St. Louis Cemetery stereograph Grant Rowles, an amateur photographer and collector, amassed this impressive collection of 389 stereograph photographs. This collection of vintage albumen prints of New Orleans and Louisiana date from mid 1860s to the early 20th century from 1880.
St. Louis Cemetery stereograph
Photo of St. Louis Cemetery No. 1, located on Basin Street in Faubourg Treme. The perspective is from the Basin Street side of the cemetery, looking towards the lake. The cemetery opened in 1789. The Spanish Colonial government agreed with the church that the city’s original cemetery was at capacity. That cemetery, St. Peter’s, was located inside the French Quarter. The church purchased land just north of the Quarter, built the cemetery, then later built a mortuary chapel a block away.
Family tombs and society mausoleums
This St. Louis Cemetery stereograph shows the mix of individual/family tombs and “society” mausoleums. While many families purchased plots and built tombs, many New Orleanians lacked the means to bury their loved ones. So, they pooled their resources by forming “benevolent societies.” The oldest “society” tomb in St. Louis No. 1 is for the Orleans Artillery, one of the units that defended the city at Chalmette in 1815.
The New Orleans Italian Mutual Benevolent Society mausoleum is visible towards the back of the cemetery. This is the largest structure in the cemetery. Pietro Gualdi designed the mausoleum. Construction crews completed it in 1857. Like most burial societies, members buried their family members in these tombs for a much lower cost than required to buy a ‘single” or “double” tomb.
The stereograph format displayed here reached its peak popularity in the 1880s-1890s. Publishers printed photos twice, on a small card. The stereograph user placed the card in a viewer that featured magnifying glasses for each eye. When the user held the viewer up to their face, the placement of the photos created a 3D effect. This “stereo” feature enabled users to “travel” to interesting locals like New Orleans. They imagined themselves in the scene. Additionally, once the user owned the viewer, they could subscribe to various photo packages, delivered by mail.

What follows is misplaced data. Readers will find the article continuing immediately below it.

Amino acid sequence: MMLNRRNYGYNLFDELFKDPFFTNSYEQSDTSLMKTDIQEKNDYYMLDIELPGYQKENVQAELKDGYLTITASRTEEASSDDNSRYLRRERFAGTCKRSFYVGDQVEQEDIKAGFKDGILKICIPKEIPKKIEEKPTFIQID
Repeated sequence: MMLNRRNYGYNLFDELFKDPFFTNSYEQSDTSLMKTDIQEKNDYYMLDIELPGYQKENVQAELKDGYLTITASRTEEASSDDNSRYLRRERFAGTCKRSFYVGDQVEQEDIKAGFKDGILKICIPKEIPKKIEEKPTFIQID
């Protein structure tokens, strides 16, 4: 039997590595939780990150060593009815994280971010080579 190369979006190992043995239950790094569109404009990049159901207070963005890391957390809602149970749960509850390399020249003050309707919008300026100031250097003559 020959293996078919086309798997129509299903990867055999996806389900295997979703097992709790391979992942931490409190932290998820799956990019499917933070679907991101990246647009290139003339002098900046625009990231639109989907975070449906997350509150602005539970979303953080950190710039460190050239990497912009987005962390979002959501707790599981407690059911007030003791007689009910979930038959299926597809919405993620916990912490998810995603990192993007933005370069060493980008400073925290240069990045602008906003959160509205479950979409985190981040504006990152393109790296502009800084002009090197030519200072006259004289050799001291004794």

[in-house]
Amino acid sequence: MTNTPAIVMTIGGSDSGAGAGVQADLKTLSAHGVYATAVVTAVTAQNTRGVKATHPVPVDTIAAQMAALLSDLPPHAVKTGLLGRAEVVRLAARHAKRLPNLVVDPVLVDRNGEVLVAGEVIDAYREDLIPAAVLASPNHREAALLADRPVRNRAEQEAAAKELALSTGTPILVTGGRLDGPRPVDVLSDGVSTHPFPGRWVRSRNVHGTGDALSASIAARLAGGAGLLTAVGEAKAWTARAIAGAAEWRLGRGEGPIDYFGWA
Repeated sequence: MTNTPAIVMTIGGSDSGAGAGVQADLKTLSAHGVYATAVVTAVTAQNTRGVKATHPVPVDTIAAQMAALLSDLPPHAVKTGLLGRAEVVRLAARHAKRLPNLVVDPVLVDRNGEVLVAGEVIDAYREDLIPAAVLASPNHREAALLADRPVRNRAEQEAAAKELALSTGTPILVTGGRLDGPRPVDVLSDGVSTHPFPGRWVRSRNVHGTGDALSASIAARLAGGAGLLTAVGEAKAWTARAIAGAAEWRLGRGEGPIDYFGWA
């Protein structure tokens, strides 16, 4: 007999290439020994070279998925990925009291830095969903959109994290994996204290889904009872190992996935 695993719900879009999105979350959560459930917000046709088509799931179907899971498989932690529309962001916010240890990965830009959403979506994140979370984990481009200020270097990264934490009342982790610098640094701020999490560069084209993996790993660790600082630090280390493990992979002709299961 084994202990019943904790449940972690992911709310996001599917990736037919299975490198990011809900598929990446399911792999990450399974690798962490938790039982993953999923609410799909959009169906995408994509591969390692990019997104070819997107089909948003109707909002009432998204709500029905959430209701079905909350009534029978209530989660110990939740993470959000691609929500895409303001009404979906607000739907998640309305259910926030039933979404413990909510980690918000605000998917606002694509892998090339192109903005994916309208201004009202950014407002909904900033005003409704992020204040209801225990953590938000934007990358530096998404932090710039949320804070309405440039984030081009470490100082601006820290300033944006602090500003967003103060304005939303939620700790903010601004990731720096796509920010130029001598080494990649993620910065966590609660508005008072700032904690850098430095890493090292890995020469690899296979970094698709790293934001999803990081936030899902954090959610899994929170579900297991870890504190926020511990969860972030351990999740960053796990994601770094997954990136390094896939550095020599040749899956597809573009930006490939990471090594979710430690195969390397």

This particular stereograph is part of a set from an unknown publisher. It came to the Louisiana State Museum as part of the Rowles Stereograph Collection. So, Grant Rowles was an amateur photographer who also collected stereographs, as LSM explains:
Grant Rowles, an amateur photographer and collector, amassed this impressive collection of 389 stereograph photographs. This collection of vintage albumen prints of New Orleans and Louisiana date from mid 1860s to the early 20th century
It’s interesting that the original collection titled this photo as of the “French Cemetery.” In the context of how various ethnic groups in the city built their own cemeteries (St. Louis cemeteries for the French, St. Patrick’s for the Irish, etc.), this is accurate. So, in true New Orleans fashion, an Italian tomb dominates the “French Cemetery.”
Spanish Map 1798 is a copy image created in 1875.
“Plan of the City of New Orleans and adjacent plantations,” 1798. (Public domain image via LOC. Click image for higher resolutions)
Spanish Map 1798
My friend Derby Gisclair posts old New Orleans images that catch his eye daily on social media. I love this, because the more of us that promote the city’s history, the more people come around to the subject. And the more books we sell! Derby posted this map yesterday. The wording on the image caught my eye, so I gave it a deep dive.
Plan of the city
The title of the map:
Plan of the City of New Orleans and adjacent plantations.
Compiled in accordance with an Ordinance of the Illustrations Ministry and Royal Charter, 24 December, 1798
Signed: Carlos Trudeau
But this is not the original! It is a copy. The copy illustrator made this note:
COPY and TRANSLATION
From the Original Spanish Plan dated 1798,
City of New Orleans
Its Fortifications and Environs